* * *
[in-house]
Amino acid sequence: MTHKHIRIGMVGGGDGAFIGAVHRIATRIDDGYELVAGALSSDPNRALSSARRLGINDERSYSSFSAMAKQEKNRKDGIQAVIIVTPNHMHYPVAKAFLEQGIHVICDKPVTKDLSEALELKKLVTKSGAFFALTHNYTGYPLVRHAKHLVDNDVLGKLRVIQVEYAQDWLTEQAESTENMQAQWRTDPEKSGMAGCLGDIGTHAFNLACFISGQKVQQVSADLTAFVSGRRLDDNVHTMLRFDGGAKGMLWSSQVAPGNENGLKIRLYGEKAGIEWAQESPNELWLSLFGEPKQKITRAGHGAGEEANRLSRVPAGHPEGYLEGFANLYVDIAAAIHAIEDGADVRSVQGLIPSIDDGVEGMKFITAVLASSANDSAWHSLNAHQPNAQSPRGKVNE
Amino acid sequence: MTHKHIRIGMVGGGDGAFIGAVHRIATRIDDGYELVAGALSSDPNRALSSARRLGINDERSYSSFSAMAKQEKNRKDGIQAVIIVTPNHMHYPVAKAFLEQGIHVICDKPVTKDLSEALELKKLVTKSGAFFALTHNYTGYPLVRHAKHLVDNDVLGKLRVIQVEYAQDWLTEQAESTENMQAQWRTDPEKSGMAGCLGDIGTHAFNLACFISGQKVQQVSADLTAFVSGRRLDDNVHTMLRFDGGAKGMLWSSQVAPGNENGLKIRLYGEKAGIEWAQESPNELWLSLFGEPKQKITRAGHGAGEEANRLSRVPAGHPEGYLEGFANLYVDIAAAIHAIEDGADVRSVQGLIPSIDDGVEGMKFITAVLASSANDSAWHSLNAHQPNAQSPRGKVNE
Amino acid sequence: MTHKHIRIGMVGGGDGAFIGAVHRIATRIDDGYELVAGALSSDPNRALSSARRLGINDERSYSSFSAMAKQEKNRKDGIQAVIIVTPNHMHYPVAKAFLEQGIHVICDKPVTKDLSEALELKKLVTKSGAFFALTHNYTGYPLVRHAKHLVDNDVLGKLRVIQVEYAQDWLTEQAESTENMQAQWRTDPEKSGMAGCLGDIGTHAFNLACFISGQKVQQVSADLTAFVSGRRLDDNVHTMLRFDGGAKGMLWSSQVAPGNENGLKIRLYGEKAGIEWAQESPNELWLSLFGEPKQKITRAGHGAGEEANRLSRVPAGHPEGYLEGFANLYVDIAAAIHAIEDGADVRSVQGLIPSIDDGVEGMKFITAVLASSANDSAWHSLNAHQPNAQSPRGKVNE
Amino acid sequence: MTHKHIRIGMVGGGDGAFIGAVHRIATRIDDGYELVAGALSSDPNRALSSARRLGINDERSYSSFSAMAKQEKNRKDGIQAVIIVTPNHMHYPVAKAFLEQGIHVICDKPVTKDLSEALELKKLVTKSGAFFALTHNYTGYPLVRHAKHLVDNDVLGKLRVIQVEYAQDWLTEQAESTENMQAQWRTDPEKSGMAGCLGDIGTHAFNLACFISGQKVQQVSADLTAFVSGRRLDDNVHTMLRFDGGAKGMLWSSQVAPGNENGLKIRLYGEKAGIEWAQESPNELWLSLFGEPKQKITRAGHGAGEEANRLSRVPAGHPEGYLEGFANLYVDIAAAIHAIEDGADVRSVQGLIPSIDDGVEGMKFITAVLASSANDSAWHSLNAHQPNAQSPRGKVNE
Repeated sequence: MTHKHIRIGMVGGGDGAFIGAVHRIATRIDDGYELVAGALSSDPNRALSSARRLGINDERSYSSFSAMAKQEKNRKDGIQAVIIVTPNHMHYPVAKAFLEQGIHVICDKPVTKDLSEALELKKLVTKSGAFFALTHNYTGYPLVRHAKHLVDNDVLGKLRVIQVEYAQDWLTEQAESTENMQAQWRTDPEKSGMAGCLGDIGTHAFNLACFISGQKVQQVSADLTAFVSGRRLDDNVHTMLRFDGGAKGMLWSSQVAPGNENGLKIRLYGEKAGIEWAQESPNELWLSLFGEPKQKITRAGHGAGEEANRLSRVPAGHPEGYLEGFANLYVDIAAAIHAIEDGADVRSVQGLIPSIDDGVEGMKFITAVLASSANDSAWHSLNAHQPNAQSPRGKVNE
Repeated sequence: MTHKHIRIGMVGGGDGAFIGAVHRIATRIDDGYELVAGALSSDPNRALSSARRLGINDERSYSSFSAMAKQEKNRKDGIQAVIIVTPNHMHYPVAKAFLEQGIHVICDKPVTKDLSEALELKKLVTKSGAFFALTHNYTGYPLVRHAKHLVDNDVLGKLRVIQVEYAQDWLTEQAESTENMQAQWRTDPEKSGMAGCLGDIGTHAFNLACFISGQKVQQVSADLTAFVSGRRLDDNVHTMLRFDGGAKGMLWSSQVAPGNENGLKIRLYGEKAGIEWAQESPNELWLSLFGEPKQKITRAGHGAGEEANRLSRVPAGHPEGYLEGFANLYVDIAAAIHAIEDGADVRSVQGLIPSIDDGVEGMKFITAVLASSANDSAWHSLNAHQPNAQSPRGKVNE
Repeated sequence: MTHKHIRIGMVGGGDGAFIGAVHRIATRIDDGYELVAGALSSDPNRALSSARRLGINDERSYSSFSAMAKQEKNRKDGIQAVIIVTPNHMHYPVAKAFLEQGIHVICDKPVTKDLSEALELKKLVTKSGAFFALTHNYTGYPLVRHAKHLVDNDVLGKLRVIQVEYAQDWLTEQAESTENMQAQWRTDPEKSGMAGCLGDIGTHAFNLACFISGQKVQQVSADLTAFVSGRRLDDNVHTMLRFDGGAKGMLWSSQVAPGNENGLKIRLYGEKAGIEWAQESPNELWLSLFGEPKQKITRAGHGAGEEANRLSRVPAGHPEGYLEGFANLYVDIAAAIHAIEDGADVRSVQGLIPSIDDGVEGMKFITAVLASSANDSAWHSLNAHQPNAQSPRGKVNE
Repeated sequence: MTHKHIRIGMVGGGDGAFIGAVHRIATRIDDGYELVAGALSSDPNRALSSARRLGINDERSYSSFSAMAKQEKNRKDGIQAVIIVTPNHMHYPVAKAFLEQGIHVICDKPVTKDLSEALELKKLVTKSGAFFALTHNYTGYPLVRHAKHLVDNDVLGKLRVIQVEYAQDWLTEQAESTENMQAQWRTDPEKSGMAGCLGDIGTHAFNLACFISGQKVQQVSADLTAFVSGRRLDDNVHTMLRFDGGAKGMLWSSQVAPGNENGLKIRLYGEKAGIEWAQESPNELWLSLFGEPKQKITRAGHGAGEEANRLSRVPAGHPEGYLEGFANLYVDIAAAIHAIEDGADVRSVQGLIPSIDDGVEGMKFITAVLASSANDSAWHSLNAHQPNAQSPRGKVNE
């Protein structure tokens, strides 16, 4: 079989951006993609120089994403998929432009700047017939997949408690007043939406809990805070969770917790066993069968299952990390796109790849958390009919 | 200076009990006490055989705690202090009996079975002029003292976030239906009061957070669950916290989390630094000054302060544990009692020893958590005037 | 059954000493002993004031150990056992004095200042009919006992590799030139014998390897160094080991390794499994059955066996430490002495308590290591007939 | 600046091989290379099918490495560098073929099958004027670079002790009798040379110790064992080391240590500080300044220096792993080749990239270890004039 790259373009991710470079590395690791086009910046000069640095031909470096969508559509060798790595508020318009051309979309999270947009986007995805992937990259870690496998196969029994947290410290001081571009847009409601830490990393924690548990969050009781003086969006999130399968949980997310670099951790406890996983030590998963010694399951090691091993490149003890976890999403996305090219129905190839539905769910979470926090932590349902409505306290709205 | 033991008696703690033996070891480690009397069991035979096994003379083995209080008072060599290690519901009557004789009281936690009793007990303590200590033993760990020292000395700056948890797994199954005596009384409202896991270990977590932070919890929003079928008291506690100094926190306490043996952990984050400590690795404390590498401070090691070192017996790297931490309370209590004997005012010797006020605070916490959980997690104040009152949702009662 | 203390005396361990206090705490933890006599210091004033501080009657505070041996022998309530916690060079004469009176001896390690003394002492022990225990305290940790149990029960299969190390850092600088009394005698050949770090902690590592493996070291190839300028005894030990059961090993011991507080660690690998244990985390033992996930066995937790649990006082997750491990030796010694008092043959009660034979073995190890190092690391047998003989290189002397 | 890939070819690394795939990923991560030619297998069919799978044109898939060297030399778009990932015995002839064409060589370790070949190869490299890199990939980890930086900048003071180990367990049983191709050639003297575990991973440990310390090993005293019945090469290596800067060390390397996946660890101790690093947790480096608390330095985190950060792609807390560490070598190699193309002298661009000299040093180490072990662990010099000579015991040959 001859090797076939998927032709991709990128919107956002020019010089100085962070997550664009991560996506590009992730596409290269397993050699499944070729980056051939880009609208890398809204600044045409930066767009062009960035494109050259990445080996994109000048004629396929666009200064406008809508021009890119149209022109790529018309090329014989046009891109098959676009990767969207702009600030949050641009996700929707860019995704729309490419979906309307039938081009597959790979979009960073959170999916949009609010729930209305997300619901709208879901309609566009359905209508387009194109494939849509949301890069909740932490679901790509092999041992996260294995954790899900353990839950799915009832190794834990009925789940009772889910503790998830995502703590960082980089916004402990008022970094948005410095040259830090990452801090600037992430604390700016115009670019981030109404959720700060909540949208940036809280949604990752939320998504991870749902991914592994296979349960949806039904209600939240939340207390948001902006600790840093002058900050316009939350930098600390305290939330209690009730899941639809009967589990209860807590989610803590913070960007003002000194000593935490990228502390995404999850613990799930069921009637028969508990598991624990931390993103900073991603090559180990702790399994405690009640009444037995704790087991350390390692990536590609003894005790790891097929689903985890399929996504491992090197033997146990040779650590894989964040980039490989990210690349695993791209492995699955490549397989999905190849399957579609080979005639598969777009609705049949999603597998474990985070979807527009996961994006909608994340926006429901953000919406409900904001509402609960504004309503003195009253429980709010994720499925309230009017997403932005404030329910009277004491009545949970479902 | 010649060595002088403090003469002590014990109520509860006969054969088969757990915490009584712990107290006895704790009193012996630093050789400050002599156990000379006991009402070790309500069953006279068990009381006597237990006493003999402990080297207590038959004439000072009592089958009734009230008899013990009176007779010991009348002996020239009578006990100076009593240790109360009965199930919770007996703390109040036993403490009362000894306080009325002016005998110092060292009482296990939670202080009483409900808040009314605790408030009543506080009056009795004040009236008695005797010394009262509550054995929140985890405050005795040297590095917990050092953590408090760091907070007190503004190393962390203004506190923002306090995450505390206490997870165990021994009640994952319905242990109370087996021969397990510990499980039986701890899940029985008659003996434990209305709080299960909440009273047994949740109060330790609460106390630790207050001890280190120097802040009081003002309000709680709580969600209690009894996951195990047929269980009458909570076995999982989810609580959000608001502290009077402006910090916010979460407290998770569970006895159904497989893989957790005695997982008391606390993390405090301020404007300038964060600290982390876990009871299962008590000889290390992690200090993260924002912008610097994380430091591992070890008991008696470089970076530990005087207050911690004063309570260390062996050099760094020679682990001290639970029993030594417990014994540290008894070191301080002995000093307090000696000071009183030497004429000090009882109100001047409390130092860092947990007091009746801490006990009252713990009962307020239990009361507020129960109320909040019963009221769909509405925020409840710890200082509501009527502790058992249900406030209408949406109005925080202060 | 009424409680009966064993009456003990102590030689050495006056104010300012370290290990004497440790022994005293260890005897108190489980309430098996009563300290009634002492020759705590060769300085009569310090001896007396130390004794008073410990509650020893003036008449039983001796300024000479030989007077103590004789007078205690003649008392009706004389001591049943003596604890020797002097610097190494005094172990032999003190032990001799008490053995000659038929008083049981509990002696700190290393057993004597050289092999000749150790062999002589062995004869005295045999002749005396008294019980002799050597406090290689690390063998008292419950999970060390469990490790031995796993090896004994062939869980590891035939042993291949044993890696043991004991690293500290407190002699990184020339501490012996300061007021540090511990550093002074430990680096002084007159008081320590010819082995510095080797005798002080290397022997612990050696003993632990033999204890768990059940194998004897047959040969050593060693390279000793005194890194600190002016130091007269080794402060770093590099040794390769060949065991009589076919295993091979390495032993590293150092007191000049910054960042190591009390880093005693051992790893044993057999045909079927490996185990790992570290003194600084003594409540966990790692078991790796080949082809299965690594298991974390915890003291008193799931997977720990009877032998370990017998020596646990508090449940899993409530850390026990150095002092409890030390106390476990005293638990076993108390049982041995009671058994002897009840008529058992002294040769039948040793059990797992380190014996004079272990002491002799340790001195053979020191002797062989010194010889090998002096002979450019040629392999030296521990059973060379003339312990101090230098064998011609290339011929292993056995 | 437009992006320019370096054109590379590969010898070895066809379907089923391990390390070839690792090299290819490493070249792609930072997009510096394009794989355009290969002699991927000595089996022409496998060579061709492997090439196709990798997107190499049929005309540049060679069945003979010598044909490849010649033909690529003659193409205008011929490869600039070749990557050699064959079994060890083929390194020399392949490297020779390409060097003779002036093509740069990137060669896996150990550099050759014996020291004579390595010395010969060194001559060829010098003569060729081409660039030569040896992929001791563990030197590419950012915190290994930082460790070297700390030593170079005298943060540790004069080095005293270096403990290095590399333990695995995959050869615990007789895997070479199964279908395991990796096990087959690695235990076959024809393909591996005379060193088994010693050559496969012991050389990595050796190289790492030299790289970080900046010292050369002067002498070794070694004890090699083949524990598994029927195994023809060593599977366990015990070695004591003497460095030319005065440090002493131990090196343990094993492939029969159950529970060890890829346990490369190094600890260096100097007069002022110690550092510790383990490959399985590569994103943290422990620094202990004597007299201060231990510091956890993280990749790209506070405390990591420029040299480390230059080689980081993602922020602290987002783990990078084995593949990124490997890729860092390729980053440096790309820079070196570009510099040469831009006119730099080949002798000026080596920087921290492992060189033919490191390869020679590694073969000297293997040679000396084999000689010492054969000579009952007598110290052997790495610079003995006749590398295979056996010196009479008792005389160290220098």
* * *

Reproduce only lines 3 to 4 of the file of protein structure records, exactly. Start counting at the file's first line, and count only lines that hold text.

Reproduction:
Amino acid sequence: MTHKHIRIGMVGGGDGAFIGAVHRIATRIDDGYELVAGALSSDPNRALSSARRLGINDERSYSSFSAMAKQEKNRKDGIQAVIIVTPNHMHYPVAKAFLEQGIHVICDKPVTKDLSEALELKKLVTKSGAFFALTHNYTGYPLVRHAKHLVDNDVLGKLRVIQVEYAQDWLTEQAESTENMQAQWRTDPEKSGMAGCLGDIGTHAFNLACFISGQKVQQVSADLTAFVSGRRLDDNVHTMLRFDGGAKGMLWSSQVAPGNENGLKIRLYGEKAGIEWAQESPNELWLSLFGEPKQKITRAGHGAGEEANRLSRVPAGHPEGYLEGFANLYVDIAAAIHAIEDGADVRSVQGLIPSIDDGVEGMKFITAVLASSANDSAWHSLNAHQPNAQSPRGKVNE
Amino acid sequence: MTHKHIRIGMVGGGDGAFIGAVHRIATRIDDGYELVAGALSSDPNRALSSARRLGINDERSYSSFSAMAKQEKNRKDGIQAVIIVTPNHMHYPVAKAFLEQGIHVICDKPVTKDLSEALELKKLVTKSGAFFALTHNYTGYPLVRHAKHLVDNDVLGKLRVIQVEYAQDWLTEQAESTENMQAQWRTDPEKSGMAGCLGDIGTHAFNLACFISGQKVQQVSADLTAFVSGRRLDDNVHTMLRFDGGAKGMLWSSQVAPGNENGLKIRLYGEKAGIEWAQESPNELWLSLFGEPKQKITRAGHGAGEEANRLSRVPAGHPEGYLEGFANLYVDIAAAIHAIEDGADVRSVQGLIPSIDDGVEGMKFITAVLASSANDSAWHSLNAHQPNAQSPRGKVNE